# Software Generators of Petri Net Models

LVEE 2019

## Introduction

Communication grids find wide application in radio and cellular networks, numerical parallel solving tasks by the method of finite elements, as communication subsystems of supercomputers (especially, multidimensional torus), and network-on-chip structures. Petri net models of communication grids are considered in ^{1} and ^{2}. To find their properties for verification of corresponging protocols and their performance evaluation, we need a collection of models having incremented size.

To avoid laborious work with manual editing bulky Petri net models of real-life objects having regular structure, our software generates models automatically on a given set of parameters.

Petri nets are a part of UML notation ^{3} for specification of parallel processes. They find wide application as a language of parallel programming ^{4}, for verification of parallel programs and networking protocols ^{1},^{2}, modeling automated manufacture ^{5}, and in avionics ^{6}.

Let us consider examples of triangular

and hexagonal switching grid structures

of size 4 generated by the corresponding programs studied in the present paper.

An infinite Petri net is a powerful abstraction described in ^{1} and ^{2}, which allows the specification of models having an arbitrary size but a definite structure obtained by spatial composition of one or more basic components. An overwhelming result is obtained that gives a way to draw conclusions on properties of models with no regard to their size. For visualization and application of inductive methods which draw conclusions for infinite nets of definite structure, a fast facility that creates a model of a given size is required.

We developed a technique of software generators design based on the infinite Petri net specification and a series of about a dozen of generators of switching grid structure of square, triangular, and hexagonal form on a plane (2D) as well as hypercube and hypertorus in multidimensional space listed in the Conclusions section. The open source software has been uploaded on GitHub and is compatible on data formats with modeling system Tina ^{7}.

Modeling system Tina ^{7} is for years de facto standard for Petri net models exchange and analysis; in 2019, Tina has won international Model Checking Contest. It allows automatic visualization of models, building its state space and finding structural properties ^{5} as well as reflecting Petri net behavior — token game.

## Specification of Infinite Petri Nets

The basic technique allows studying an infinite structures using their finite parametric specification obtained by repetition and composition of a single component. Our models are divided into two classes: for grids with definite number of dimensions, basically 1D and 2D; for grids with arbitrary number of dimensions. In the first case we use parameters of size only while in the second case a parameter which defines the number of dimensions is added. Structures having more than one basic component can be studied as well.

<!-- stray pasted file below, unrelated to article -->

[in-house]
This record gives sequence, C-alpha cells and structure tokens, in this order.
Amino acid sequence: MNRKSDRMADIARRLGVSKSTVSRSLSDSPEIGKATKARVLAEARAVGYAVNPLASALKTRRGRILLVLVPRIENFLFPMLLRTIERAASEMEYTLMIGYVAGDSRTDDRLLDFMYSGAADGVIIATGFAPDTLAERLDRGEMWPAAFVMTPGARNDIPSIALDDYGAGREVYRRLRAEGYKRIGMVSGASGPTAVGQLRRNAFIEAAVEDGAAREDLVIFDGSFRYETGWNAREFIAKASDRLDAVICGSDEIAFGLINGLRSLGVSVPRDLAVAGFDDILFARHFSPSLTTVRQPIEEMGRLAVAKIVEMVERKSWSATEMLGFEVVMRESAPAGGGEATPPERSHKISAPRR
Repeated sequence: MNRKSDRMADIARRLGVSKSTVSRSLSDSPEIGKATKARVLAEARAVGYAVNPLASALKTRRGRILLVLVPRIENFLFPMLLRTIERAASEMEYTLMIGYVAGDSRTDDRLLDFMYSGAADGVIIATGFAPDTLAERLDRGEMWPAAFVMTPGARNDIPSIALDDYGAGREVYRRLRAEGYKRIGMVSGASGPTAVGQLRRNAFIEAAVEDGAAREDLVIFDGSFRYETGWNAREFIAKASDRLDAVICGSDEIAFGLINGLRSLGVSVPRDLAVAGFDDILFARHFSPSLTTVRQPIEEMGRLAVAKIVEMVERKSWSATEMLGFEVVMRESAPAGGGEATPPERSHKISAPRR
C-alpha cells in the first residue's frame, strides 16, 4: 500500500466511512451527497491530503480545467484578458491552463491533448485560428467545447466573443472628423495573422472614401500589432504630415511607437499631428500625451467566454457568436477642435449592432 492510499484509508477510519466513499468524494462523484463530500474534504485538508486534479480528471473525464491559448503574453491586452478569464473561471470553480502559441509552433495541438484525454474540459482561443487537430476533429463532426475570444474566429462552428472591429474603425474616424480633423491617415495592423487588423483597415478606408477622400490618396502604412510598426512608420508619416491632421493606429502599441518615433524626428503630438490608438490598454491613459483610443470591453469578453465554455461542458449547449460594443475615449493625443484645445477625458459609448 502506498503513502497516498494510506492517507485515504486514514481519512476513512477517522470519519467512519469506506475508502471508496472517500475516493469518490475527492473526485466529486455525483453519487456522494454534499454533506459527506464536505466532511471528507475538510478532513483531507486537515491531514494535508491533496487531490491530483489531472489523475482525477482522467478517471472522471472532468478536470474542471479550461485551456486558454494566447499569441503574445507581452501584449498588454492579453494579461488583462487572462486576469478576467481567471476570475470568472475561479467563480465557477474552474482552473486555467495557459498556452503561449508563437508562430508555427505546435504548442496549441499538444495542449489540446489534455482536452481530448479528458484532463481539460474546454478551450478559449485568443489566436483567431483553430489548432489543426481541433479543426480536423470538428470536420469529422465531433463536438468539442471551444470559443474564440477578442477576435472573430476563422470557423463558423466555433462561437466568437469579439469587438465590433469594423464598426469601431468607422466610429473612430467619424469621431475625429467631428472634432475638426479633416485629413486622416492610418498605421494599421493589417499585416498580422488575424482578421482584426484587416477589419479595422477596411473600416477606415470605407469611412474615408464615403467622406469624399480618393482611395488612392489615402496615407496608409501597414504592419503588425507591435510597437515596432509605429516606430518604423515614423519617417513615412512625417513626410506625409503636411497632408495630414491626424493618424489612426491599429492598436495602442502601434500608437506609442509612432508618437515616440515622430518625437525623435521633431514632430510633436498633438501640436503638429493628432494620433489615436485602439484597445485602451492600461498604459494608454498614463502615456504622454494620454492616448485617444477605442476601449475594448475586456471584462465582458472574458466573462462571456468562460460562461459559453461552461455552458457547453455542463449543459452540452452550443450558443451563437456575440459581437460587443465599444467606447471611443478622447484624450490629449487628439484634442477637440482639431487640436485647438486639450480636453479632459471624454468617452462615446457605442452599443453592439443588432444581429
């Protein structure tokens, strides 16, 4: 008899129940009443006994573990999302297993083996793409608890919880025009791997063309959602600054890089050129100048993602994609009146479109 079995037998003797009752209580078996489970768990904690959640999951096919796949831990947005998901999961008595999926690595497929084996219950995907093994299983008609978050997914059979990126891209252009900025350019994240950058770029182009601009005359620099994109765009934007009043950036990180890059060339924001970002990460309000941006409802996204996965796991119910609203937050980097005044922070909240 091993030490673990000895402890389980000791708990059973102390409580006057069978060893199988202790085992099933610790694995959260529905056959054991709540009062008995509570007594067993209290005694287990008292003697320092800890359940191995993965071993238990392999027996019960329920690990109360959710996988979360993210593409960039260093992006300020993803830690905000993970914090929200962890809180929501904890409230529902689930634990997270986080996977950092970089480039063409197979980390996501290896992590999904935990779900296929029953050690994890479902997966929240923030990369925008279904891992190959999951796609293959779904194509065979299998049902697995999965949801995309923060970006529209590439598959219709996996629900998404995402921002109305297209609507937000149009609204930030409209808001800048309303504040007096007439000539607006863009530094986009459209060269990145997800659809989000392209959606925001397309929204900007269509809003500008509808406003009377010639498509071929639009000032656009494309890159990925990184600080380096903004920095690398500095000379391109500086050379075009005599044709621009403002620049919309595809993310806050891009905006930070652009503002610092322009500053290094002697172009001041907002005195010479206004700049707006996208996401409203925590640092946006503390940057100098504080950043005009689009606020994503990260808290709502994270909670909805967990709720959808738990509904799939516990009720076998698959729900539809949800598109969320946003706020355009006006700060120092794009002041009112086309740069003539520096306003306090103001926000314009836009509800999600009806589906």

For majority of models we consider a cellular structure which implies connections of cells according to von Neumann neighborhood, some models are composed using Moore neighborhood, a generalized Zaitsev neighborhood is applied as well. Connection of neighbor cells is obtained by merging their contact places.

Remind that a Petri net is a bipartite directed graph supplied with dynamic elements called tokens. One part of vertices is called places and drawn as circles while the other part of vertices is called transitions and drawn as rectangles. We use notation of a parametric multiset rewriting system, each row specifies a transition by lists of its input and output places.

Let us consider a square grid specification obtained from a basic component represented by a single place as its repetition in cells of a two dimensional grid supplied by transitions according to von Neumann neighborhood written in TEX notation:

```
\begin{equation}\left(
\left(
\begin{array}{l}
t_{1,1}^{i,j}: p^{i,j} -> p^{i-1,j}, i>1,\\
t_{1,2}^{i,j}: p^{i,j} -> p^{i+1,j}, i<n,\\
t_{2,1}^{i,j}: p^{i,j} -> p^{i,j-1}, j>1,\\
t_{2,2}^{i,j}: p^{i,j} -> p^{i,j-1}, j<n,\\
\end{array}
\right),
1<=i<=n, 1<=j<=n,
\right)
\end{equation}.
```

The parameter n gives the grid size while variables i and j specify the cell indices in horizontal and vertical directions correspondingly. The upper index (i,j) gives the cell location inside the lattice; i goes from top to down and j goes from left to right. Enumeration of transitions using two lower indices (d,r) suits multidimensional grid as well; d gives the number of dimension and r gives one of two directions: 1 – to the origin, 2 – to infinity.

## Generators of Models in Logical Format

Models in logical format are rather simple specifying names of places and transitions and their connections. Though for 2D models there is a definite lack of visibility, which is partially mended by automatic drawing a net by Tina, logical format is convenient for multidimensional grids where visualization is hampered. The basic element of logical file format (.net) is the following: